Divorce by Mutual Consent: The Way Ahead

Introduction

In a country like India, where marriage is considered to be a sacrament, the concept of Divorce was unknown to ancient India. In fact, Manu declared a marriage to be the highest dharma of husband and wife and indissoluble union between them. Arthashastra did recognized the concept of mutual divorce then, but only in case of unapproved form of marriage.

It was only in 1955 that Hindu Marriage Act came into existence bringing along legal recognition to the concept of divorce. Divorce under Hindu Marriage Law in India, is broadly based on Three Theories

  1. Fault Theory
  2. Theory of Divorce by Mutual consent
  3. Irretrievable Breakdown of Marriage theory

Under Fault theory, divorce can be sought by the innocent party against the party which is guilty of committing an offence. But in case both the parties are at fault, no remedy can be available.

The underlying rationale of the divorce with Mutual Consent theory is that since two persons can marry of their own free will, they should be allowed to part ways at will. Here the divorce is granted after the parties show their consent in getting separated mutually.

The theory of Irretrievable breakdown of marriage means that in case the marriage has broken down to an extent that it is impossible for the parties to cohabit together, divorce can be sought.

The Author in this paper has attempted to discuss the concept of Divorce by Mutual Consent under Section 13B of Hindu Marriage Act in light of the most recent landmark judgement by the Apex Court wherein the court had held that the six month cooling down period as enumerated under the law is discretionary and not mandatory and the trial courts, if satisfied that the possibilities of the settlement have been exhausted by the parties and the statutory conditions are fulfilled, may do away with this requirement of waiting for six month.

Under the Law of the land, to file an application under Section 13B for grant of divorce by mutual consent the parties have to satisfy the court of following three requirements:

  1. Parties have to be living separately for a period of last one year.
  2. They have not been able to live together.
  3. They have mutually agreed that marriage should be resolved

If the above said conditions are fulfilled, the parties can file a petition under Section 13B for grant of divorce by Mutual consent and the statement of parties is recorded as per the facts enumerated in the petition. In most of the cases half of the settled amount is paid by the husband to his wife at the time of presentation of the petition itself, also known as Statement of First Motion. The court as per the statutory requirement grants a period of six months as a cooling down period to let parties resume cohabitation, the failure of which will lead passing of second motion and ultimately divorce.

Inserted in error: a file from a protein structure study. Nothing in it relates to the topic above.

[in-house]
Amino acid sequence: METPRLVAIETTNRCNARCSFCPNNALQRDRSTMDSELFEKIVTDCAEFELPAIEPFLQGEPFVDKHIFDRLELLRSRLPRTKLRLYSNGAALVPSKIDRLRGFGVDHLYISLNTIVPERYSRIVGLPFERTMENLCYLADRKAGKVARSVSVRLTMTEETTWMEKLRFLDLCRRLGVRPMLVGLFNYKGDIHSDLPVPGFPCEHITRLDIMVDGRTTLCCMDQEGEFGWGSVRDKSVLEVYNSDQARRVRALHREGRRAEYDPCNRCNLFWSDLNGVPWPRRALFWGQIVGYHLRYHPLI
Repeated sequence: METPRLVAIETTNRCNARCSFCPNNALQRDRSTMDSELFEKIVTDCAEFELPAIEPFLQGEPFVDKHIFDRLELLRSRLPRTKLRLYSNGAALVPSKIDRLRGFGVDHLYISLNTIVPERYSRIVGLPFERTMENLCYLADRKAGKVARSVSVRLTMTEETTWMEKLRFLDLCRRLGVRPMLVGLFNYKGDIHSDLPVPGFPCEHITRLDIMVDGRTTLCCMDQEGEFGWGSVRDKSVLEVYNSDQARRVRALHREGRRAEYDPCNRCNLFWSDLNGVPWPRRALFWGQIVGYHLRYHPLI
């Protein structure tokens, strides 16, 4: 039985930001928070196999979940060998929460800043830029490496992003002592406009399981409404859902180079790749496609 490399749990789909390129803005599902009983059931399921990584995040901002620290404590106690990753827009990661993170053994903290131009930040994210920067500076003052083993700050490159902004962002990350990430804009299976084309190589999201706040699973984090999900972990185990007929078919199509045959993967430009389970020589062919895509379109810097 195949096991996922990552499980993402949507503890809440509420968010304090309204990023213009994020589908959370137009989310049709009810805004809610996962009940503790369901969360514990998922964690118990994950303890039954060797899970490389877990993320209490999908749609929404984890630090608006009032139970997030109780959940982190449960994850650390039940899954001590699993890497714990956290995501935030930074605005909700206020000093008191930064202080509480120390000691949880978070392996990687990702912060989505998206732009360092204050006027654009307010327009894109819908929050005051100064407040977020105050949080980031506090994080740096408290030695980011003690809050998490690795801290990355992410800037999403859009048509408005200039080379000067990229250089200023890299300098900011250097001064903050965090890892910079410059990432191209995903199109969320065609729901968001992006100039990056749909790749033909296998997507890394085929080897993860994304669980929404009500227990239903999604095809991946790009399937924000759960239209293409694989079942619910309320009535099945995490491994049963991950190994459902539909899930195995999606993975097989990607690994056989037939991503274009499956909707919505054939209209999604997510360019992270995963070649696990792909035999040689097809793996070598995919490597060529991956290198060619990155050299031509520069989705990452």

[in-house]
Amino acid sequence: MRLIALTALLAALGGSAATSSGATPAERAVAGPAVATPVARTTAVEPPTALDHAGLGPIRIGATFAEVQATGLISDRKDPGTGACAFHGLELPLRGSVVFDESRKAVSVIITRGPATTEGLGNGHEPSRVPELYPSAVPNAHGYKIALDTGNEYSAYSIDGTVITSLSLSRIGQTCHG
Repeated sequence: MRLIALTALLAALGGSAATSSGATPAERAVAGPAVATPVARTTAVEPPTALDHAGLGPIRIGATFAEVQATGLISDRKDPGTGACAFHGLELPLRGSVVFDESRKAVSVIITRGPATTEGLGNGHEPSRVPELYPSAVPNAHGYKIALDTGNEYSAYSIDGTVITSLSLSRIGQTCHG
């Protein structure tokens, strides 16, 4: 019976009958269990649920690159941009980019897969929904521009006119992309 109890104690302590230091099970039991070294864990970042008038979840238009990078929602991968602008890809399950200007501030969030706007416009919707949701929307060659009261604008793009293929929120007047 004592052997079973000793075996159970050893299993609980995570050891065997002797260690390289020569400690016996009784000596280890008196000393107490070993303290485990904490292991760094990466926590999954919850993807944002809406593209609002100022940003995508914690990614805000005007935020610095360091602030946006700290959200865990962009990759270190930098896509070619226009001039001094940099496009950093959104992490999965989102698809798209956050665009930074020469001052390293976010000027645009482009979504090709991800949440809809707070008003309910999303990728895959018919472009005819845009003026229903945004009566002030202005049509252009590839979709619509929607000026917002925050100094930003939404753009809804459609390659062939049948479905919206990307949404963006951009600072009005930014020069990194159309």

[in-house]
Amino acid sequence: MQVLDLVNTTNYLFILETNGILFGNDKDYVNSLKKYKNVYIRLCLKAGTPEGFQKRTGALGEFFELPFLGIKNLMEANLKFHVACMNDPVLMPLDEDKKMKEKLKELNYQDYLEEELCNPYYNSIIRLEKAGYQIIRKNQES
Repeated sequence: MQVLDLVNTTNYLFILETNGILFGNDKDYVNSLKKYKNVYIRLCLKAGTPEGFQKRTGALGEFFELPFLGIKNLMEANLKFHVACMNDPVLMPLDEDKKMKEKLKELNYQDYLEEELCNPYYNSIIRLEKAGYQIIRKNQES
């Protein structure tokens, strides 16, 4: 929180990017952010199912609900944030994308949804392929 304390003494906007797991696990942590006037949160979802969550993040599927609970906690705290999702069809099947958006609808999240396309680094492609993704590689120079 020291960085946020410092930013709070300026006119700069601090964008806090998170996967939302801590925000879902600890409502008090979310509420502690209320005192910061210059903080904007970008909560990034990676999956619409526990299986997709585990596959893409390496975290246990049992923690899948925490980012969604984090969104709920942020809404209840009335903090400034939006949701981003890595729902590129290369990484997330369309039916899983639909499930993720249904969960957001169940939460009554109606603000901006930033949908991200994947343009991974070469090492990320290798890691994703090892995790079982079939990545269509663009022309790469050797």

Whether the observance of Six Month statutory period Mandatory?

Under the precedent that had been set, there were difference of opinion as to whether the parties have to observe a six month cooling down period as a mandate before the divorce can be granted finally.

In the case of Hitesh Narendra Doshi v Jesal Hitesh Joshi, 2000 it was held that 'the provision has a definite purpose and object, i.e. giving time to the parties for introspection and reconciliation. That purpose and object stares at us so clearly by the language expressed in Section 13-B (2) of the Act robbing away the right of the court from considering the petition earlier than six months.'

Whereas in the case of Dinesh Kumar Shukla v Neeta,2005  it was held that the waiting period is directory in nature and it can be brought down from 6 months (provided the mandatory requirements of Section 13-B (1) are fulfilled) when all efforts at reconciliation failed.

In the case of Ashok Hurra v Rupa Ashok, 1997 it was held that 'in exercise of its extraordinary powers under Article 142 of the Constitution, the Supreme Court can grant relief to the parties without even waiting for the statutory period of six months stipulated in Section 13-B of the Act. This doctrine of irretrievable break-down of marriage is not available even to the High Courts which do not have powers similar to those exercised by the Supreme Court under Article 142 of the Constitution.'

Justice Adarsh Kumar Goel of Supreme Court of India on 12th of October 2017 delivered a landmark judgement as to the observance of cooling down period of 6 months in Amardeep Singh v.Harveen Kaur 2017 SC. The relevant extract from the reported judgement is as follows:

'15. We have given due consideration to the issue involved. Under the traditional Hindu Law, as it stood prior to the statutory law on the point, marriage is a sacrament and cannot be dissolved by consent. The Act enabled the court to dissolve marriage on statutory grounds. By way of amendment in the year 1976, the concept of divorce by mutual consent was introduced. However, Section 13B(2) contains a bar to divorce being granted before six months of time elapsing after filing of the divorce petition by mutual consent. The said period was laid down to enable the parties to have a rethink so that the court grants divorce by mutual consent only if there is no chance for reconciliation.